Business Continuity Planning 101

Starting your BCP process? Here’s what you need to build into your plan

Supplies - A description of any special supply items that would be necessary to achieve your RTO -- for example, signature plates, etc.

Vendors & Customers - A description vendors and customers, including their contact information and agreements.

Vital Records - An inventory and description of the vital records you will need for recovery. The best recovery plan will not work without your vital records.

Glossary of Terms - Any terms deemed relevant to the plan, its execution or its maintenance should be defined in an appendix or a similarly appropriate section of the plan.

The third element, Deployment, brings us to perhaps the most commonly neglected aspect of a BCP. No matter how well thought out and meticulously documented a BCP may be, its efficacy will ultimately be judged by how well its people embrace and execute the plan during a disaster.

It is therefore advisable to take special care in making sure that the plan is formally endorsed by the company's senior management. In addition, deliberate steps need to be taken to ensure that all persons expected to act on or maintain the plan are fully trained on the plan. To this end, training programs, exercises and various other methods of disseminating the plan and its requirements should be thoughtfully developed. Such steps should be utilized in the initial deployment as well as whenever updates are made.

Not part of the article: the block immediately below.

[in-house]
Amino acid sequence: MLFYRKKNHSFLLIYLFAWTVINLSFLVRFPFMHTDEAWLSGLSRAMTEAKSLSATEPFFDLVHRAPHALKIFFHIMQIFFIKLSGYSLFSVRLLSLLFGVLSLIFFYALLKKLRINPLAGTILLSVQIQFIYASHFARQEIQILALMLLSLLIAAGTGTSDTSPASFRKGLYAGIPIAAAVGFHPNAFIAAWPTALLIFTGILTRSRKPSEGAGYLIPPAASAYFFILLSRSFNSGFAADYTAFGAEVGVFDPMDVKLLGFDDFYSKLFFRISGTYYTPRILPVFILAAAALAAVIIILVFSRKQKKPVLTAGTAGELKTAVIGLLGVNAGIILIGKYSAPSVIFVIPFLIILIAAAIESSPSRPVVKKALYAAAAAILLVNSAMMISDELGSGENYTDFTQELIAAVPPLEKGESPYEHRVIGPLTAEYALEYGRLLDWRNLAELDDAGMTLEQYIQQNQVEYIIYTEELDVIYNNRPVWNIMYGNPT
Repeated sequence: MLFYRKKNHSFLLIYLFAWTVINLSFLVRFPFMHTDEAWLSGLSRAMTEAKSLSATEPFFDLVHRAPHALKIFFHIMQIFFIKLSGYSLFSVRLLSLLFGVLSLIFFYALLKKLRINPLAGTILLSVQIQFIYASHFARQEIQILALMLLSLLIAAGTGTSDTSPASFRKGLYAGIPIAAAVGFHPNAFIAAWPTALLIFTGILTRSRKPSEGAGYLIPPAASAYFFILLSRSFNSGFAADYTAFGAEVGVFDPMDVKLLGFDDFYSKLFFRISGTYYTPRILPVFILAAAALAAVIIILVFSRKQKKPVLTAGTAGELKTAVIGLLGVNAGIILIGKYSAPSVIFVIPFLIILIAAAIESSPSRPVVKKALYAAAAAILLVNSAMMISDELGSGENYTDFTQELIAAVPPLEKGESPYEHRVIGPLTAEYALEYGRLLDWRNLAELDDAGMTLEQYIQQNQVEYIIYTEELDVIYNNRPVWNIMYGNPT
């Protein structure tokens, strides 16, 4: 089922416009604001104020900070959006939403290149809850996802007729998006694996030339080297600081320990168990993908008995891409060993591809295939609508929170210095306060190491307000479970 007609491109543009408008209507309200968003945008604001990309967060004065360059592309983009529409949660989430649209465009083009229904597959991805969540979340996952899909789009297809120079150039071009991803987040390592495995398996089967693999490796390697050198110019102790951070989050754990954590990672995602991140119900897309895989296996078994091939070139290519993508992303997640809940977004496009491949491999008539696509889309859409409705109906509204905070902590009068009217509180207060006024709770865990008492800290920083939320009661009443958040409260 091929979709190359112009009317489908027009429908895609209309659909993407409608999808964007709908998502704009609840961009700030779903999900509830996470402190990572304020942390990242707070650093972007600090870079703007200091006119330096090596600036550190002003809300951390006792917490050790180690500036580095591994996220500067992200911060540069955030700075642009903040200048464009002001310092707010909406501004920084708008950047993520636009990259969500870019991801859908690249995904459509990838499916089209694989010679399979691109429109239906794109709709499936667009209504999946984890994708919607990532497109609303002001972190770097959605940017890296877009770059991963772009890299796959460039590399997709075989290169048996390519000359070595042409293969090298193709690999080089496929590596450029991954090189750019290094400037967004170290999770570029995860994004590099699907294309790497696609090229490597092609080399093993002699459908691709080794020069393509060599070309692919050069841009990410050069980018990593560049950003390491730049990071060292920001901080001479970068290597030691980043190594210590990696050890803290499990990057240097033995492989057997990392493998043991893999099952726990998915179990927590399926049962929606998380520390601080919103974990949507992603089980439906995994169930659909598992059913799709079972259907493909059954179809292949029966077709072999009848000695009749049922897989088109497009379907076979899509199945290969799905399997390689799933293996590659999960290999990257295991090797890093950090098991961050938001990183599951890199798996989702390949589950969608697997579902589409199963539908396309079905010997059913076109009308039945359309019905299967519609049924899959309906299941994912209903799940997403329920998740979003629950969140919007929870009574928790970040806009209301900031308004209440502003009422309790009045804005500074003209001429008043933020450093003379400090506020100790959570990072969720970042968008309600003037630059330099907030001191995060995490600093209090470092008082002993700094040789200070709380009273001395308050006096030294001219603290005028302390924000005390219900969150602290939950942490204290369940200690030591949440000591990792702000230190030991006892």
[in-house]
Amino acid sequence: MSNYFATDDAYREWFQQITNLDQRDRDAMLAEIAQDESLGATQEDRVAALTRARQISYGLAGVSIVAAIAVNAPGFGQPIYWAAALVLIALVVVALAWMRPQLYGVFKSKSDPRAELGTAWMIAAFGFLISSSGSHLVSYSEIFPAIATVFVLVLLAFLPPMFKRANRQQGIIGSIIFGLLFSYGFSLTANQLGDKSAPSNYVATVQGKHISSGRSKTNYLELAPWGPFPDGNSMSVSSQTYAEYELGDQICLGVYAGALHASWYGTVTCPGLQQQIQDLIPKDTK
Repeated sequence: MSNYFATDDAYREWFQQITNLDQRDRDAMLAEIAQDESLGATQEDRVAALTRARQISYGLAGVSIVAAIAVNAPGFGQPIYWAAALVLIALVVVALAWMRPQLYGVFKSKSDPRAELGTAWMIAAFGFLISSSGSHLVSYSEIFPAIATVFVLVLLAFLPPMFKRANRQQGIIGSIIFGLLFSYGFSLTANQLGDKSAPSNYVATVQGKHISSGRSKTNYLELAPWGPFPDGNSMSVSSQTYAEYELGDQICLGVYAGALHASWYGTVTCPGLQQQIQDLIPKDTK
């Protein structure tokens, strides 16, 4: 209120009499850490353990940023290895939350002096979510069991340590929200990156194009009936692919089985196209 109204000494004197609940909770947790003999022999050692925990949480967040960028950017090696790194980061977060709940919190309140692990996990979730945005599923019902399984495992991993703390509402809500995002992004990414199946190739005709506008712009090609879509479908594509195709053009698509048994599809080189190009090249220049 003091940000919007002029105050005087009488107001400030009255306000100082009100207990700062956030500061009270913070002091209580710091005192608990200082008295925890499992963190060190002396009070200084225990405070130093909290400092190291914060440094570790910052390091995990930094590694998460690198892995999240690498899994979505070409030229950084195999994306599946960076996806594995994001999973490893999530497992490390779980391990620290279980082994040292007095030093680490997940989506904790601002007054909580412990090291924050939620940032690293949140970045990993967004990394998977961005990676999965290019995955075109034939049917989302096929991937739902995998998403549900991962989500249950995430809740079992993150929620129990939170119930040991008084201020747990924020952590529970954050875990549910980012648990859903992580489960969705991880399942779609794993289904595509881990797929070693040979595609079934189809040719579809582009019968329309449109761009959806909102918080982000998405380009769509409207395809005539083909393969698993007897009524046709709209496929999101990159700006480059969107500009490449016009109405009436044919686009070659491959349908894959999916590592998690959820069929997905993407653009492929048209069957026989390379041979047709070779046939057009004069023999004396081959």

Business continuity planning is hardly a task to be taken lightly. While forethought and attention to detail are necessary requirements of the business continuity planner, deployment and acceptance by the organization are of critical importance to the overall success of the plan.

When viewed in the light of "benefit to the business", business continuity plans provide the opportunity to reduce risk to the business - risks that may not only damage profits or break budgets, but also lower the company's chances of survival. Not having a sound BCP and an organization that is ready to execute and maintain it will only allow an otherwise controllable element of risk to go uncontrolled.

About the Authors:

Tom Abruzzo is president of TAMP Systems (, maker of the Disaster Recovery System (DRS), a web-based software solution for building and maintaining disaster recovery and business continuity plans. Additionally, TAMP offers consultative services for disaster recovery and business continuity planning. Tom may be reached by email at

William Comtois is managing director of Varicom, Inc. (, a provider of leading solutions for crisis management and exercise management. He may be reached by email at